Strong winds can be a gardener’s worst nightmare, especially salty winds in coastal areas. However, there are plenty of plants for gardens with high wind.
There are things you can do to help reduce the amount of breeze flowing in your garden. There are also shrubs and trees you can plant that deal with the wind very well.
So, to help out, here are some different plants suited to strong winds, including coastal salty winds. Find out how you can still have a thriving garden, no matter where you live!
Plant for the wind
Before trying to block the breeze, embrace it!
Below are some plants that are good at tolerating strong winds, but if none of these take your fancy, try some ornamental grasses first, they enjoy the wind and I think they look spectacular when swaying around in the breeze. Not only that but the soundtrack of sweeping grass will be sure to add to your garden atmosphere.
Remember that you want plants that have pliable branches and deep roots such as the following.
Crataegus x lavalleei ‘Carrierei’
Philadelphus ‘Belle Etoile’
Plants for the coast
If you live in or near the coast, you may experience problems with wind. Winds near the coast carry salt, making leaves and branches appear burnt. Even if you live a few miles in land, you may be struggling with planting in your garden.
The following plants are very hardy and tolerate salt winds extremely well.
Armeria (sea pink)
Eryngium (sea holly)
Helianthemum (rock rose)
Build a windbreak
Alternatively, you can plant or build a windbreak. It’s possible to make them out of artificial solutions but in my experience, these don’t work so well because the wind will just fall over it, rather than being broken. So, you’ll need something semi-permeable.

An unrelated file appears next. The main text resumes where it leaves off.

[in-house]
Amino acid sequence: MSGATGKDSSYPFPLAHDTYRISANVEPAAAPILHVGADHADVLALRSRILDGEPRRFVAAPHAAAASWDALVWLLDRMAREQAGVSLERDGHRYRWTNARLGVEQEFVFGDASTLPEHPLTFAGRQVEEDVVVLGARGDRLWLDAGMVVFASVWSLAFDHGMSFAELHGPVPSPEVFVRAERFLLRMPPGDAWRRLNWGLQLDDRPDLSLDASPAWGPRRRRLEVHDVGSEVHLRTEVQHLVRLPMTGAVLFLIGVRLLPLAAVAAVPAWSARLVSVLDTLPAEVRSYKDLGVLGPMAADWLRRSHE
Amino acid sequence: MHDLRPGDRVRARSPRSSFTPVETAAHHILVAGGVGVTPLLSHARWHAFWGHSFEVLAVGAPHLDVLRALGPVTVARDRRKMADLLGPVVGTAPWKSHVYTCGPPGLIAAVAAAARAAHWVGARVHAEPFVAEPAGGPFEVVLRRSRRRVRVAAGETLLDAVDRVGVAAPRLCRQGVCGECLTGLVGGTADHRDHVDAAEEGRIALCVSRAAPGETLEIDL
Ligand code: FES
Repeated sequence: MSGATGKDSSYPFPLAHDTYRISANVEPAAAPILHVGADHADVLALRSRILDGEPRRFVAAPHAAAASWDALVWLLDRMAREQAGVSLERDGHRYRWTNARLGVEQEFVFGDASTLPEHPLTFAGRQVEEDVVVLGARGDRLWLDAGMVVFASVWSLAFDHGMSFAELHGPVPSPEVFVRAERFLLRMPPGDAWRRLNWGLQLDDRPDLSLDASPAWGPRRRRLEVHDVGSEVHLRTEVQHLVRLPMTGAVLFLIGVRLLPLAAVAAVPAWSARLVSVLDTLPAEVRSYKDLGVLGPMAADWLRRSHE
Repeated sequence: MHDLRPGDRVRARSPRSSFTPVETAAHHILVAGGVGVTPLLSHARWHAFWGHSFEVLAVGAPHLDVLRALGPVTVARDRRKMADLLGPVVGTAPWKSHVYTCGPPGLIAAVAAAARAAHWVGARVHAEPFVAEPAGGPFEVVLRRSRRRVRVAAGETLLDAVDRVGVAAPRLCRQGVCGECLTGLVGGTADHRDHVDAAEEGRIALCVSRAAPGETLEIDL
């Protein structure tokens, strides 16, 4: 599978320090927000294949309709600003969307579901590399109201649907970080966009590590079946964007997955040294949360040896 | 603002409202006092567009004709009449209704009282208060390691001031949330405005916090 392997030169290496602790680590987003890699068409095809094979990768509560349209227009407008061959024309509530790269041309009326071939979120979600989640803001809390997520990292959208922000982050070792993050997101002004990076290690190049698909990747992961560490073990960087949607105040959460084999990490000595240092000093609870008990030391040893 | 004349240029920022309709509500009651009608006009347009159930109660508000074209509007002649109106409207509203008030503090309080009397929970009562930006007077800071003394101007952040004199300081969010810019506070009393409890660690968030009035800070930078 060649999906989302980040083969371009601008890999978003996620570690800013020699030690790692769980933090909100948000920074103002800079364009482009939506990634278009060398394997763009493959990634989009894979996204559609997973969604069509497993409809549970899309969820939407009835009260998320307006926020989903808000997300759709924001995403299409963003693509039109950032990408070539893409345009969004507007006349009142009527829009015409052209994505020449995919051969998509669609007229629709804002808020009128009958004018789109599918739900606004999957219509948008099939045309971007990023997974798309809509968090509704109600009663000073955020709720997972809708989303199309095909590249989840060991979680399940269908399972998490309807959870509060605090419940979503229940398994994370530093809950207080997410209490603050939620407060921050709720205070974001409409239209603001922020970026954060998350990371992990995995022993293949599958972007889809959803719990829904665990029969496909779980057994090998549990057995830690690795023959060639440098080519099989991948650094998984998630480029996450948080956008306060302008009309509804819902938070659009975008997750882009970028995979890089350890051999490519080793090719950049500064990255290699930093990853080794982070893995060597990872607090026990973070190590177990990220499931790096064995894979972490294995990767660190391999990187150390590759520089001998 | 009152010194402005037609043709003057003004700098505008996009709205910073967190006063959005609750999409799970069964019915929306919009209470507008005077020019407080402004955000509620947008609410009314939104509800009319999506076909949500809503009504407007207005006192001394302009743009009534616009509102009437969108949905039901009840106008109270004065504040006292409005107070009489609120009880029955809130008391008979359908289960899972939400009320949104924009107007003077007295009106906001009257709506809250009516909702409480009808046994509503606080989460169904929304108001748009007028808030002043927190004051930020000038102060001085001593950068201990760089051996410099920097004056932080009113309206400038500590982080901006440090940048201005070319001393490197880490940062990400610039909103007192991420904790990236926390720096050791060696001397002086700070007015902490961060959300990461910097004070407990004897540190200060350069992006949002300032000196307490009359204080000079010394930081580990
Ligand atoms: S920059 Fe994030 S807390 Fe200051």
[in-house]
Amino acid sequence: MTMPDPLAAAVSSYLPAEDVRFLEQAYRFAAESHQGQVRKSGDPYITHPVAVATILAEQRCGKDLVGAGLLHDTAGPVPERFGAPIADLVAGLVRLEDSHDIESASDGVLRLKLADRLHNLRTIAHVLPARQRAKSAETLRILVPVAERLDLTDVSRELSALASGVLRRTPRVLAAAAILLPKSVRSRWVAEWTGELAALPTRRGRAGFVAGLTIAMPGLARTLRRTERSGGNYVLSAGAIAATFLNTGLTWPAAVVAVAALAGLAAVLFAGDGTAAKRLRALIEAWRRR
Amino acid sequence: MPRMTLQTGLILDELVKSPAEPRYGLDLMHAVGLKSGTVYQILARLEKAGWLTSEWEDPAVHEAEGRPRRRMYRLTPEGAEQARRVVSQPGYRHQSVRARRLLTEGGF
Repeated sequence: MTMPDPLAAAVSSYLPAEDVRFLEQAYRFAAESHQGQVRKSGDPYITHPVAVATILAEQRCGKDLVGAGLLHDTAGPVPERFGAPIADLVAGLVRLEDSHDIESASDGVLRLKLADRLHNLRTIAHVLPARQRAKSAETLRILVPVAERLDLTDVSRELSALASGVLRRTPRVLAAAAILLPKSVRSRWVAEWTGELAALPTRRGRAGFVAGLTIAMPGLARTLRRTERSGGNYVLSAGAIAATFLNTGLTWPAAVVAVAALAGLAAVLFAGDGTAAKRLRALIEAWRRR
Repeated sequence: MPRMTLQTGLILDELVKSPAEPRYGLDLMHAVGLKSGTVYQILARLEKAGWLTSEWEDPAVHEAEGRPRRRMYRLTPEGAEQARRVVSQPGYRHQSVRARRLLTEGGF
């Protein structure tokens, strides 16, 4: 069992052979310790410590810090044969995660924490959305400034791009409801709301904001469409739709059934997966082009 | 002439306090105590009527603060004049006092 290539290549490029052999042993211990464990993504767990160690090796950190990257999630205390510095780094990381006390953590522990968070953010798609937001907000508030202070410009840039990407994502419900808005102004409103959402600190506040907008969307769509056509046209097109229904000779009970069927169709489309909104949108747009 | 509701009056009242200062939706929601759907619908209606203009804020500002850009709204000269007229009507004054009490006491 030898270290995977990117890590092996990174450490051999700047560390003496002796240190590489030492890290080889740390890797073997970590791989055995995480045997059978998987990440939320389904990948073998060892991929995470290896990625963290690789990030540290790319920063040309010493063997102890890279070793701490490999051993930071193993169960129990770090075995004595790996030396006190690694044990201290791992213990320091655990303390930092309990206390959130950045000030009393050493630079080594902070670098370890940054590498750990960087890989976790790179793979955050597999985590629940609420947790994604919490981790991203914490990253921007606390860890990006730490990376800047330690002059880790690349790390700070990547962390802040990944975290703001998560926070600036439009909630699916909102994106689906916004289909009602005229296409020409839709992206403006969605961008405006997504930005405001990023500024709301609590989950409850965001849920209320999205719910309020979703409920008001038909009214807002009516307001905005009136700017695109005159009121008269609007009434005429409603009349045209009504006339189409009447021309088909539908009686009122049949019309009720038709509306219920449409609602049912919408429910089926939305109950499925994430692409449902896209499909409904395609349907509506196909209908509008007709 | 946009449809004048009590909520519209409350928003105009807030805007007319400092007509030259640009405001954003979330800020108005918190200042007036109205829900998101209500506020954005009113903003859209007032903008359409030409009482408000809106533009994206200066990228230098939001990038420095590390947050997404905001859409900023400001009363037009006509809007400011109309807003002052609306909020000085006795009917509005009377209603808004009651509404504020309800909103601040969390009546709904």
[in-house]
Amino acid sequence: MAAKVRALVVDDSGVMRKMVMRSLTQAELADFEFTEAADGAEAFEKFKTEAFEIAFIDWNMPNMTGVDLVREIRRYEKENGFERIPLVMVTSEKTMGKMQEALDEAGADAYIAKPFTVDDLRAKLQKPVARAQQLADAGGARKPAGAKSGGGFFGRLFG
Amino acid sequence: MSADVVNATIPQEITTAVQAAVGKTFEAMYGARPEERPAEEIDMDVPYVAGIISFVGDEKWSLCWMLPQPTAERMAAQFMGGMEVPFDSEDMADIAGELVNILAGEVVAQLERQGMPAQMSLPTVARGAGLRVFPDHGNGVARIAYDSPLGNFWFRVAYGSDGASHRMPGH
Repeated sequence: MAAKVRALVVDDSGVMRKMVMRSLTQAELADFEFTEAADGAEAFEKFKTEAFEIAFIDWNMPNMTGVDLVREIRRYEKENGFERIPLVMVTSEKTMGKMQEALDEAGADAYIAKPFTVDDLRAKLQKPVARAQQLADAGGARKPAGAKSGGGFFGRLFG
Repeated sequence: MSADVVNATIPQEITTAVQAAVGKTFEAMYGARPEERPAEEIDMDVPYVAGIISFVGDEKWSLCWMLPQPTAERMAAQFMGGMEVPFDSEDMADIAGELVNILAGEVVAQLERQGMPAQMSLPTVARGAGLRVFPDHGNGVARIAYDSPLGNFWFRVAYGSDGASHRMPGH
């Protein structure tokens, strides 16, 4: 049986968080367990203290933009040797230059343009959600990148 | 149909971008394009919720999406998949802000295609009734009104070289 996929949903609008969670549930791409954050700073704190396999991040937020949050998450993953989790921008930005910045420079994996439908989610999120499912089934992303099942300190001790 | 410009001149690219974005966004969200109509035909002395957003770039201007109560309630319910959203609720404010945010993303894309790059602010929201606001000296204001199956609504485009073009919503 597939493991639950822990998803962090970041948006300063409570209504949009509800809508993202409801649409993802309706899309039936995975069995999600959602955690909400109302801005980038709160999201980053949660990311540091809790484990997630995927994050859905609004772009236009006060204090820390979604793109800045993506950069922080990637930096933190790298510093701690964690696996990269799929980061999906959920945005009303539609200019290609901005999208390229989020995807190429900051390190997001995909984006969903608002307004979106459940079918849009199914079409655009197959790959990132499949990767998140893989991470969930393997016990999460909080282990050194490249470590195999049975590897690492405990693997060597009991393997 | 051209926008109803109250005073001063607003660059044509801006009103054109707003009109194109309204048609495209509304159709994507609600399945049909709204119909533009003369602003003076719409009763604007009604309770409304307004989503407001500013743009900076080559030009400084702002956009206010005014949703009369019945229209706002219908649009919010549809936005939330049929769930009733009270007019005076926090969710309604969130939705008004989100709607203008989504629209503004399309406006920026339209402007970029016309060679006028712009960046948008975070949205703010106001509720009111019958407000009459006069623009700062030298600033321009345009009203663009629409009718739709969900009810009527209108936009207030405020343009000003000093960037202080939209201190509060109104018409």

A suitable semi-permeable barrier can be made from shrubs or trees that filter the wind, only letting around 40%-30% of the wind to pass through. You need plants that are strong rooted.
I’d suggest using wind-tolerant trees and shrubs to make a shelter belt. The following trees and shrubs withstand wind quite well and are strong enough to limit the amount of breeze entering the garden. You may still need to plant tough plants behind the windbreak, but they should develop and withstand even better!
Trees suitable for a windbreak
Shrubs suitable for a windbreak
When planting your windbreak, be mindful of the fact that it can spoil the view, or cause shade where you don’t want it, so be sure to take these things into consideration when planning.
An alternative would be to build a small bank with a few shrubs planted on top, and this will help restrict wind in the lower levels of the garden.
So, don’t shy away from your windy garden and use suitable plants and measures to make your breezy garden a beautiful and peaceful place to relax!
David Domoney is a Chartered Horticulturalist, Broadcaster, and Author. David has worked with a number of the UK’s leading garden retailers as a plant buyer and strategic consultant. With more than 30 years experience, in horticulture, David is as passionate about plants now as he was when he bought his first plant at a village fete.
Would Fraser Island Apple be suited in large pots on the 40th floor balcony of a high rise building
Thanks for your comment.
Acronychia Imperforata or Fraser Island Apple is a hardy evergreen that is usually grown in coastal areas and makes a great windbreak, so it should tolerate conditions at a high level. Use a sandy soil in the pots and be careful not to over water once the plant has become established. I hope this helps!